“Raja q’o’,” she said. “She’s here.”

 

Eduviges stepped back from the side of the bed. Mama began to sing the song she sang when they were ill as children. She had sung these words over the beds of the children who had died in infancy, and over those who had returned from illness. Her voice was harsh but strong:

 

Kapae’ wakami

 

Katz’uye wakami

 

Kapae roma utz qaw’a

 

Katz’uye wakami

 

(Stop here today

 

Sit down today

 

Stop here for our food is good

 

Sit down today)

 

Amparo, feeling the bulk of her hair beneath her on the pillow, murmured: “It’s all right. I’m here.”

 

“You’ve been away for two days.”

 

At Mama’s words, she remembered the man with the gun, the other thief’s dragging gait. She lifted her hand, felt the bruise on her temple and began to cry.

 

“Stop crying,” Mama said. “No one was hurt.”

 

She passed from sleep to waking without lapsing into the mist. Every time she woke she felt sad. Eusebio entered the room and held her hand. Esperanza visited her and said: “In the next meeting we’ll start saving again. I’ve spoken to the señora gringa and she says we cannot allow misfortunes to discourage us. The only solution is to start again.”

 

The señora gringa had spoken to Esperanza, not to her. Her powers were ebbing. She had lost everyone’s respect. Her child would be the offspring of rumour.

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When Words Deny the World
Excerpt

Layton and the Feminist
Stephen Henighan

A few years ago a friend of mine announced her intention of writing her master's thesis on the poems of Irving Layton. Her father, who had been taught by Layton in high school, recoiled. 'You're not going to interview him alone!' he said. 'Irving Layton was a dirty old man even when he was a young man.'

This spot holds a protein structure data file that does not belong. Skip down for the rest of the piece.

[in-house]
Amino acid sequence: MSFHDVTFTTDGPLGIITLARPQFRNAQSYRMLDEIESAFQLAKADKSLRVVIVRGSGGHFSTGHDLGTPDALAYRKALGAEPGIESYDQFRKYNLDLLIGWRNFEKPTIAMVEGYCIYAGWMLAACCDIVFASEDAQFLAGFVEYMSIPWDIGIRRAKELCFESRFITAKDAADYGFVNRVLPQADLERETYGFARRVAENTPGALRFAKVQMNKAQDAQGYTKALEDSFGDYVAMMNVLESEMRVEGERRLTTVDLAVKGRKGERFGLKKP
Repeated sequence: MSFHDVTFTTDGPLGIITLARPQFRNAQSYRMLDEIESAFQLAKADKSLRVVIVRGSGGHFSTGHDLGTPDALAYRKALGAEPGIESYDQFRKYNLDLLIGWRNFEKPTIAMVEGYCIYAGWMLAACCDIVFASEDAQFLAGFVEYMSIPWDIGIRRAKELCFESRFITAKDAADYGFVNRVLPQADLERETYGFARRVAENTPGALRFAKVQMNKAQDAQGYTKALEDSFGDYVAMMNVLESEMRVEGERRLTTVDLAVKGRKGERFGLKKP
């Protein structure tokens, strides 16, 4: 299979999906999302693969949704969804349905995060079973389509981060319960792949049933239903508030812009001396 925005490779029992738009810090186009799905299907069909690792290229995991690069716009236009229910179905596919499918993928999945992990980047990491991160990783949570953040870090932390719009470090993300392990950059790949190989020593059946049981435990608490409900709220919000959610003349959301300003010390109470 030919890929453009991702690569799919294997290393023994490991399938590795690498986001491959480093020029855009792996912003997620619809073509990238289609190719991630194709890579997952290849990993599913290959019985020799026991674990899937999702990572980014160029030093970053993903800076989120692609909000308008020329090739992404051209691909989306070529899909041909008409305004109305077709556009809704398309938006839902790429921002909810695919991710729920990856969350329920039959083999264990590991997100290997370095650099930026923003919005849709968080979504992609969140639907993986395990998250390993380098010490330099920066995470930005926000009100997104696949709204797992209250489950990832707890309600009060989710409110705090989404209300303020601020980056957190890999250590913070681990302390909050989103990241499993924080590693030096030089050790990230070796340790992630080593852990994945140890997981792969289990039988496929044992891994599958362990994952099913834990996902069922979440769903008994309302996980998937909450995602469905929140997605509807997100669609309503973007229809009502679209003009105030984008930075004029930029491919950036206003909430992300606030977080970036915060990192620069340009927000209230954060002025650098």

Layton owns up to this charge, in his irrepressible way, on the opening page of his collected love poems, Dance With Desire. In 'To the Girls of My Graduating Class,' first published in 1953, he confesses to feeling 'fierce and ridiculous' as he slavers over the 'saintly breasts' of his female students.

To readers better acquainted with Layton's bombastic public stance as Canada's leading lecher than with his verse, that 'ridiculous' may come as a surprise. As Layton has aged, he has displayed little sensitivity to the absurdity of an old man ogling women several decades his junior. The Layton of the 1950s and 1960s, as represented by the first third of this book, was a more subtle, perceptive man. He was also an exceptionally fine poet. This was the period when Layton was writing such enduring works as 'The Birth of Tragedy' and 'A Tall Man Executes a Jig.' His best love poems of the time are highly accomplished. By dressing up his romanticism in appropriately lavish language, replete with classical allusions and risky inverted syntax, Layton succeeded in wringing genuine feeling from his fleshly obsessions.

His downfall lay in his penchant for satire. A poem like 'The Day Aviva Came to Paris,' in which Layton imagines the French capital struck dumb by his wife's arrival, succeeds wonderfully both as a statement of devotion and a vehicle to lampoon Parisian-style stuffiness. Layton's satire, though, eventually fused with his titanic ego, creating the bloated self-parody all too familiar from his poems and interviews of the past twenty-five years. Dance With Desire is top-heavy with poems in which Layton's rambunctious public persona bludgeons any visible glimmer of insight or feeling.

'Am I mad to see soft breasts everywhere?' he writes in one poem. Mad, no; infantile, yes. Layton's women seem to consist of little more than pairs of surging breasts. They scarcely have arms or legs -- let alone hearts, heads or brains. Layton may love women, but like most philanderers, he doesn't seem to like them very much. Lines such as 'I plug the void with my phallus' suggest a fear of female sexuality; a poem detailing his inability to come to terms with his wife's menstruation reinforces this theme.